The CFTC explained that most of the transaction and position information that is used for surveillance is available elsewhere and on a more frequent basis.[8] The added benefit of getting data in a more consistent format and on a timelier basis is that it makes it easier to combine the data into a holistic surveillance program.[9]

3. Regulatory priorities have evolved

When it first proposed the revisions, the CFTC stated that it was reassessing the Form’s scope and alignment with the regulator’s current regulatory priorities.[10]    

While looking after the best interests of the investor as well as the sustainability of the market as a whole, regulators must balance competing demands with limited resources.  In explaining its decision to revise the Form, the CFTC stated that “challenges with the data collected…combined with the resource constraints of broader [CFTC] priorities, have frustrated the [CFTC’s] ability to fully realise its vision for this data collection.”[11]  The CFTC determined that it could still monitor CPOs and their pools via other data streams.

In the end, the CFTC opted to prioritise its limited resources to pursue other key regulatory initiatives.



Reducing reporting burdens takes intention

The CFTC could have left the CPO-PQR reporting requirement alone and simply not used the data. It also could have published guidance to rein in the flexibility it initially provided filers. Both could have frustrated filers and possibly still failed to provide the regulator what it needed.

But instead of doing these things, it acknowledged that it could not use some of the data for its intended purpose, and that it could get other data elsewhere that was just as good (if not better) for it to reach its new priorities. So it stopped collecting the data.

This is just one example of the CFTC’s ongoing efforts to review the regulatory use cases for reported data, as well as identify where other data channels can be accessed to achieve its ultimate objectives.

Regulatory priorities evolve---so should regulatory data practices  

Regulatory priorities shift with evolving financial markets, changes in government, and new unforeseen stress events.  This does not necessarily need to mean more regulation. Instead, such changes could simply mean different approaches to data analytics.  Progressive regulatory bodies are open to shifting regulatory reporting practices as markets evolve with the times.

Regulations are not static; firms cannot rest

Adjusting to the new regulatory world after the global financial crisis was quite a heavy lift. But there is no rest for the weary. Just as the reporting requirements became “business as usual” for firms, regulators altered reporting schemas, guidance, and reporting mechanisms.  As they become more sophisticated and learn more over time, regulators will continue to shift on what data they want and how such data will be used.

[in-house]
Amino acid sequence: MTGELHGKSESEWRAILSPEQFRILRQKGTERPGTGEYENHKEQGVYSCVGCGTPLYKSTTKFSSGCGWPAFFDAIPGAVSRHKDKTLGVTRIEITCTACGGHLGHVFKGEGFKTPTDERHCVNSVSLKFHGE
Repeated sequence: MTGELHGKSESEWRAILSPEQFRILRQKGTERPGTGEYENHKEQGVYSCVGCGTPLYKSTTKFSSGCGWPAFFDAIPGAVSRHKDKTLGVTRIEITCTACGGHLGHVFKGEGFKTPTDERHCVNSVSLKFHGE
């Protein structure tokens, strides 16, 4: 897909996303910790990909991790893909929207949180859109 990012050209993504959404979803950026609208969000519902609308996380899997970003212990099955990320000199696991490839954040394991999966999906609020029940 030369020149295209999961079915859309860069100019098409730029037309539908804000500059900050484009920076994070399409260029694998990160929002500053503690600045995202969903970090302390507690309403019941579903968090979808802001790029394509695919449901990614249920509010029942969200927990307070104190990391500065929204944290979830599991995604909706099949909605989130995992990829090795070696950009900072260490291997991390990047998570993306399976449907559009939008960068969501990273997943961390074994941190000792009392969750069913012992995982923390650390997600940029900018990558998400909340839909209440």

Asset management firms must have an agile process, utilising services and state-of-the-art technology, to accurately complete required regulatory filings. A change in schema or guidance should not overload in-house technology teams or disrupt the overarching business of the firm.  Even when the regulatory change seemingly makes reporting easier, there is still a process firms must go through to accurately capture the evolving requirements and subsequently enact the changes.  This process is made easier for those who have built partnerships with key service providers and subject matter experts.


The Investment Manager Services division is an internal business unit of SEI Investments Company. This information is provided for education purposes only and is not intended to be relied upon as legal or regulatory advice and information is subject to change. SEI does not claim responsibility for the accuracy or reliability of the data provided. Information provided by SEI Global Services, Inc.


[1] Public Law 111-203, 124 Stat. 1376 (2010).

[2] Commodity Pool Operators and Commodity Trading Advisors: Compliance Obligations, 77 FR 11252 (24 Feb.  2012) (“2012 Form CPO-PQR Final Rule”), https://www.govinfo.gov/app/details/FR-2012-02-24/2012-3390.

[3] 2012 Form CPO-PQR Final Rule at 11253-54.

[4] Compliance Requirements for Commodity Pool Operators on Form CPO-PQR, 85 Fed. Reg. 71772 (10 Nov. 10 2020), https://www.federalregister.gov/d/2020-22874 (the “Adopting Release”).

[5] Amendments to Compliance Requirements for Commodity Pool Operators on Form CPO-PQR, 85 Fed. Reg. 26378 (4 May 2020), https://www.federalregister.gov/d/2020-08496 (“the Proposing Release”), at 26380.

[6] The Adopting Release at Appendix 2 (Supporting Statement of Chairman Heath P. Tarbert).

[7] Ibid. at 71811.

[8] Ibid. at 71811.

[9] Ibid. at 71775.

[10] The Proposing Release at 26380.  

[11] The Adopting Release at 71775.